YVR Food Fest’s flagship event is the Street Food Showdown: a two-day gathering of some of the city’s top food carts, restaurants, breweries, and wineries in the Olympic Village. Setting this event apart from previous years is participating vendors will be offering up a taster menu. Attendees who purchase all-you-can-eat tickets or taster tickets will have access to this menu from noon until 2pm, including one hour of no-line VIP access before the doors open up to general admission ticket holders.
From 1pm until 8pm, vendors will begin offering their regular menus in addition to the affordable taster menu, allowing attendees to sample as lots of food carts as their stomachs can handle. At the end of the event, festival goers will vote on their favourites and winners will be declared in a variety of categories.
“Over the years doing Food Cart Fest our audience always wanted to be able to sample all the food. In this evolution of the event, you can do that. We have an exceptionally exciting and diverse group of restaurants, food trucks, and artisanal vendors participating so they’re be something for all tastes,” says Arrival’s Ernesto Gomez.
Food highlights include Baja-style tacos from Tacofino, Indian fusion from Vij’s Railway Express, gooey and delicious sandwiches from Mom’s Grilled Cheese, healthy Lebanese comfort food from Nuba, saltimbocca sandwiches from Via Tevere, artisanal ice cream and popsicles from Nice Vice Cream and Johnny’s Pops, and so lots of more. (Full list is at the bottom of this press release.)
Other highlights at the Street Food Showdown include beer tents by Four Winds, Parallel 49, Red Racer, Red Truck, and Strange Fellows breweries; a pop-up cocktail bar by the Cobalt; a huge outdoor market by Eastside Flea; and the city’s best DJs playing music all day long.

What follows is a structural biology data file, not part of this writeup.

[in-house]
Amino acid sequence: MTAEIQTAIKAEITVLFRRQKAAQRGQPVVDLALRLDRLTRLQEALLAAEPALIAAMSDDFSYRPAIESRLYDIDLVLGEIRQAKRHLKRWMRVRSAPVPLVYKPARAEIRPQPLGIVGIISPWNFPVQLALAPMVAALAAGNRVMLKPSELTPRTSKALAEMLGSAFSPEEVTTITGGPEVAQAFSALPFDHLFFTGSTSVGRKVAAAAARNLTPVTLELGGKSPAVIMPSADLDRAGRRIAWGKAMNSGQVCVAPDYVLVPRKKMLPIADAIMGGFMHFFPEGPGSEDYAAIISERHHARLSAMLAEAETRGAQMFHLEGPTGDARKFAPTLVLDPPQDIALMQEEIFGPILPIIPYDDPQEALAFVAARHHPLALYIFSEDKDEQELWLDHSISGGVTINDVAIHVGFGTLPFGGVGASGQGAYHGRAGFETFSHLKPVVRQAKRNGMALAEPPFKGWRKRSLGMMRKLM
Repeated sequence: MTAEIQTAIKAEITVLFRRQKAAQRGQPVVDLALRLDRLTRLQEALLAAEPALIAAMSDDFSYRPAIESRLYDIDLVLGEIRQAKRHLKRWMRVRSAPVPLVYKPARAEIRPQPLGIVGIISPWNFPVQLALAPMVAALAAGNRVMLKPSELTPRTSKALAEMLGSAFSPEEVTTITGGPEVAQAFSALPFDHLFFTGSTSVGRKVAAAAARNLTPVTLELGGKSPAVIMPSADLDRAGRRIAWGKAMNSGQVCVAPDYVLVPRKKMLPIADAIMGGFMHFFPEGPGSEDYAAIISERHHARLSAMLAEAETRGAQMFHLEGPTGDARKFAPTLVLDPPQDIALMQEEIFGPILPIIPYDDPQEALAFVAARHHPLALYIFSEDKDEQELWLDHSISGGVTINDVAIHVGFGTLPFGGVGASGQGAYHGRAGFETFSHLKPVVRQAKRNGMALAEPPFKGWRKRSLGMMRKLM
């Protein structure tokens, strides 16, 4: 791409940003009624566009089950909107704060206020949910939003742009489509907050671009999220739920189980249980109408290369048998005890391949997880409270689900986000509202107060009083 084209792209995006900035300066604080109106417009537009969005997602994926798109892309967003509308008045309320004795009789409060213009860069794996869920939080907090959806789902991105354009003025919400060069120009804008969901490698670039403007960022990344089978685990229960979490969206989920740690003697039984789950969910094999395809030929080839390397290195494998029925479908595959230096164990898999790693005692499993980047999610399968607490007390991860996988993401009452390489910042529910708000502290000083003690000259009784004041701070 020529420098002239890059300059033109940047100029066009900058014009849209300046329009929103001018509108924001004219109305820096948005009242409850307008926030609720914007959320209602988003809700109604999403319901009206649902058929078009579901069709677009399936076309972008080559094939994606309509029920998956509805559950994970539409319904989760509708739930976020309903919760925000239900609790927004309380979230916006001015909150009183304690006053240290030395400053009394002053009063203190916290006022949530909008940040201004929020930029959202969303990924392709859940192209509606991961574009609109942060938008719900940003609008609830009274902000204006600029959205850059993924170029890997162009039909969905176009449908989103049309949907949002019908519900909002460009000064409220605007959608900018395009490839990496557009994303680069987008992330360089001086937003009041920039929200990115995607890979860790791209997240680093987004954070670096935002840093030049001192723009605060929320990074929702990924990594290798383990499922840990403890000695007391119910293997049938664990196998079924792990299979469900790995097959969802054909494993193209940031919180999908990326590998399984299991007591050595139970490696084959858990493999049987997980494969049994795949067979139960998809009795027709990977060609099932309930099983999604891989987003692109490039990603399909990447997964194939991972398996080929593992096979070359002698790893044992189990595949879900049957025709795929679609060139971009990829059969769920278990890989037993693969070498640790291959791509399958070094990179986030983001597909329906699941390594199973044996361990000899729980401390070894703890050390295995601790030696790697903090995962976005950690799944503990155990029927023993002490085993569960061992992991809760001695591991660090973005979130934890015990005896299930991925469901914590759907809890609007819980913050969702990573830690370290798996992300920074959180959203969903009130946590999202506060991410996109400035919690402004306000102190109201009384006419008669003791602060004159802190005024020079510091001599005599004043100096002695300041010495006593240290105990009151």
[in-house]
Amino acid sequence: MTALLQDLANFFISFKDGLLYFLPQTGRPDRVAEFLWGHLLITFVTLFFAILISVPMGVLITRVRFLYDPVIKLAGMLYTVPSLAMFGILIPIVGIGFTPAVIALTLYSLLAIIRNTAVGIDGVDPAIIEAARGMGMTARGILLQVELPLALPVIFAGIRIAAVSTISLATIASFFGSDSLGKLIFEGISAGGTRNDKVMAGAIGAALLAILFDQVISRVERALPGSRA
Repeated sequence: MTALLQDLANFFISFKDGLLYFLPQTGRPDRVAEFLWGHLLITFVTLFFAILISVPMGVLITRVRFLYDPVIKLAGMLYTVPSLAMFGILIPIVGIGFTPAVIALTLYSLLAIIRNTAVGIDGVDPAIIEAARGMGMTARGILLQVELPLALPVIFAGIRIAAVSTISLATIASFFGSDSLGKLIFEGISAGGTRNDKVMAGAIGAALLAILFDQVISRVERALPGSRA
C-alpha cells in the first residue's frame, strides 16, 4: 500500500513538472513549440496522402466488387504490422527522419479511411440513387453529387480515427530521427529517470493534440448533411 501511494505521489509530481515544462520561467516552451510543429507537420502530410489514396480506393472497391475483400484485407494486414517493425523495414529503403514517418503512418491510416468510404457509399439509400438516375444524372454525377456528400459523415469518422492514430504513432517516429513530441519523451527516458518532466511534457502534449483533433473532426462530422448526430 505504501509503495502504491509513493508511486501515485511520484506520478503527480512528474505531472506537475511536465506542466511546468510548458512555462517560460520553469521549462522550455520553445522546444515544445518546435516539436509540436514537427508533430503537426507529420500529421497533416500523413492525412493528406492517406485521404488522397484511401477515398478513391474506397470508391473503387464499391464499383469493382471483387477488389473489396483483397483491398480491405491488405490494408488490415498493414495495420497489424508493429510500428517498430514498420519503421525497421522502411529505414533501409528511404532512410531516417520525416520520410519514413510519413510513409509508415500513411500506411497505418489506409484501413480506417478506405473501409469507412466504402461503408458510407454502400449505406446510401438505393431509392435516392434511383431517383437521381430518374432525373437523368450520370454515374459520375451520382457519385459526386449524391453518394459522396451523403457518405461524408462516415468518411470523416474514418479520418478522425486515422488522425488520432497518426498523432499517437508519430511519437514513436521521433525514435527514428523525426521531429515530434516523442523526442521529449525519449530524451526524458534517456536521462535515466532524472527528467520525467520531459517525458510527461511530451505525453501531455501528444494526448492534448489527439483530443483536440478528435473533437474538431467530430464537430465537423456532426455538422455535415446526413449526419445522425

For those looking for some nourishment of the mind, another great event at YVR Food Fest is Food For Thought, a speaker collection on Sunday, August 7. Food For Believed is an evening of genuine and personal stories about food-related topics that engage, provoke, and inspire. Speakers will include chefs, entrepreneurs, and Believed leaders who bring their unique insight to the stage.
Presenters at Food For Believed include the Globe and Mail’s food critic Alexandra Gill delivering a talk entitled “Brand-new Wealth, Brand-new Food”, Faculty Brewing’s Maurico Lozano speaking on “Yeast Husbandry aka Brewing Beer”, and sommelier Kurtis Kolt addressing “Building a Wine Culture in Prohibition’s Shadow”. Other speakers include Fable Kitchen’s Trevor Bird, Scout Magazine’s Andrew Morrison, Let’s Cooking author Hana Etsuko Dethlefsen, Foodline Radio host Annika Reinhardt, Holistic Nutritionist Kristin Price, and Exile Bistro’s Vanessa Bourget. Food for Believed will be hosted by Michael Unger.
“It’ll be like a food-centric TED Talks,” says Danny Fazio. “We’re inviting people that we consider to be truly contributing to our society though food. We wanted to create an event that’s fun and engaging, but at the same time addresses the real issues food culture creators are facing.”
Tickets for YVR Food Fest are on sale now at www.YVRFoodFest.com. Follow YVR Food Fest on Facebook, Twitter, and Instagram for the latest news and announcements: @YVRFoodFest.
Street Food Showdown
Olympic Village | Saturday, August 6 & Sunday, August 7
VIP Tasting Event (11am – 2pm)